The golden sales moment

You know the feeling. You hang up from a sales call, turbo-pumped with adrenalin, giving yourself a mental high-five. You ‘nailed it!’ Your confidence is soaring and you’re positive the prospect is equally excited. This is what happens when you truly connect and have a conversation that feels mutually beneficial to both parties. Taking the next step comes naturally and without hesitation.

It is at this point, the “golden sales moment”, when the level of enthusiasm is at its highest for both the buyer and the seller.

The golden sales moment is just that, however, a mere moment in time. It’s fleeting. From there, the buyer’s enthusiasm is on a track from marriage material to the “friend zone.” You’ve got to close the deal before they get there. The “friend zone” is precisely where deals stall. It’s virtually impossible to close a deal from within the friend zone.

Why do sellers end up in the friend zone when originally, the future looked so bright? A big reason is F.U.D (fear, uncertainty, and doubt).

When people begin to feel skeptical, fearful, dispassionate, or insecure, they invariably retreat behind a plume of questions or worse, go radio silent.

Will the product really do what I’m told it will do? Will I really be able to deploy it (with our resources, skills and timeframe)? Will I really experience the promised results? Do I really need it? Notice these questions have to do with ‘believability.’ The foundation of their belief is cracking, and into these cracks fall those nasty little seeds of doubt.

That is a major problem, because people don’t buy when they have F.U.D.

According to CSO Insights, more than half of forecasted deals end in no decision.”  In other words, after participating in what is often a lengthy sales-cycle, the customer decided not to do a darned thing. Doing nothing is what people do when they no longer believe the product is needed—or able—to accomplish the task, or that they themselves lack the passion or the capability required to make it happen (the ‘it’s not you, it’s me’ excuse). Each of these two forms of rationale are worthy of lengthy examination on their own, but the bottom line is, the seller is left standing at the altar, alone and bewildered.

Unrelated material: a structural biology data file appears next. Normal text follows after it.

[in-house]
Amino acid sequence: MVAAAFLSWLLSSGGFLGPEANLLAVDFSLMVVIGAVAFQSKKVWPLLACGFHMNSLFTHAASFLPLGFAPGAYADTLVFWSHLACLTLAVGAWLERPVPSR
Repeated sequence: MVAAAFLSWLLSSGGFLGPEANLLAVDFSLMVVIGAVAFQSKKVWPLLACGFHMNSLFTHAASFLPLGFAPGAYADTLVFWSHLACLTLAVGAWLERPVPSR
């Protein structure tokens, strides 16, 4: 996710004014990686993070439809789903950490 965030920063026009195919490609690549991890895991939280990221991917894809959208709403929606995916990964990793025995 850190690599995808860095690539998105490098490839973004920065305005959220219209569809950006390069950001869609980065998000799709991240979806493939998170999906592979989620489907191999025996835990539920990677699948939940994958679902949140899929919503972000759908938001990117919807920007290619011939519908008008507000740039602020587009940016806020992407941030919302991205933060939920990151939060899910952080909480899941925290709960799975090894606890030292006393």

Here are some game-changing strategies to keep deals from stalling-out due to F.U.D.

  1. The first step to acknowledge its existence and give credence to it. Do not argue against it. Say something like, “Every customer has had that same concern before they went on to buy.” Share relevant stories that bring to life the blinding apprehension that your current customers experienced (and eventually overcame) before purchasing your solution.
  2. Introduce your prospect to eager and supportive references that will not only talk about how happy they are now but will also describe their initial concerns and how they were overcome. Gather and use testimonies that describe the upfront hesitations and how they realized their fears were unfounded after they implemented your solution.
  3. Offer supporting content. Create documents that answer questions your buyers are likely to ask themselves at three stages of the sales-cycle—the early stage when enthusiasm is at its peak, the mid-stage when buyers begin to analyze things with a more critical, disapproving eye, and the end-stage when they are in need of a rock-solid reinforcement for their decision.
  4. Don’t overuse the rose-colored hue when you paint a picture for your buyer. Tell them, “this will take effort” or “your IT department is likely to challenge you” or “this will not be a straight-up trajectory.” The best strategy is to inform and prepare themor theyll be left in a state of uncertainty when things get difficult, and it will get difficult. Prepare them for every eventuality, the good and the bad. You’ll build an unassailable shield of commitment, credibility, and trust to protect against the effects of F.U.D.

It is a rare buyer indeed that doesn’t entertain doubts about their decision. And if you don’t readily sense it, it doesn’t mean they aren’t, this very minute, wondering how to break it to you gently. Be empathetic to their concerns then take the lead and deliver them from fear or you’ll end up in the friend zone where all deals go to die.